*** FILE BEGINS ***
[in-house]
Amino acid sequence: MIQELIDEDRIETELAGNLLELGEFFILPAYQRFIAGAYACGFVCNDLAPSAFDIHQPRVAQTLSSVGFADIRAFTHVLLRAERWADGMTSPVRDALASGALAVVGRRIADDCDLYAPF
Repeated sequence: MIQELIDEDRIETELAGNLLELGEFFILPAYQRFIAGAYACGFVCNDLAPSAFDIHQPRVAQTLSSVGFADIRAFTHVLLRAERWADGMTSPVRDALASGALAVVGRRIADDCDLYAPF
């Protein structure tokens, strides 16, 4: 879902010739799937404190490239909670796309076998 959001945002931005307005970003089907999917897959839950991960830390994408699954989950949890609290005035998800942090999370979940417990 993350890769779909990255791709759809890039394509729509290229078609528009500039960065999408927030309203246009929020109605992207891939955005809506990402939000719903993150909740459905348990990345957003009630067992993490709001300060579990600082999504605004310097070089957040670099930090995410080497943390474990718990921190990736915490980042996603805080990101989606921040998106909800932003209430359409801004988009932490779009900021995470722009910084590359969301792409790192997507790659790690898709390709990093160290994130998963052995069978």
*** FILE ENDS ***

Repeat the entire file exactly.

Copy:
[in-house]
Amino acid sequence: MIQELIDEDRIETELAGNLLELGEFFILPAYQRFIAGAYACGFVCNDLAPSAFDIHQPRVAQTLSSVGFADIRAFTHVLLRAERWADGMTSPVRDALASGALAVVGRRIADDCDLYAPF
Repeated sequence: MIQELIDEDRIETELAGNLLELGEFFILPAYQRFIAGAYACGFVCNDLAPSAFDIHQPRVAQTLSSVGFADIRAFTHVLLRAERWADGMTSPVRDALASGALAVVGRRIADDCDLYAPF
């Protein structure tokens, strides 16, 4: 879902010739799937404190490239909670796309076998 959001945002931005307005970003089907999917897959839950991960830390994408699954989950949890609290005035998800942090999370979940417990 993350890769779909990255791709759809890039394509729509290229078609528009500039960065999408927030309203246009929020109605992207891939955005809506990402939000719903993150909740459905348990990345957003009630067992993490709001300060579990600082999504605004310097070089957040670099930090995410080497943390474990718990921190990736915490980042996603805080990101989606921040998106909800932003209430359409801004988009932490779009900021995470722009910084590359969301792409790192997507790659790690898709390709990093160290994130998963052995069978």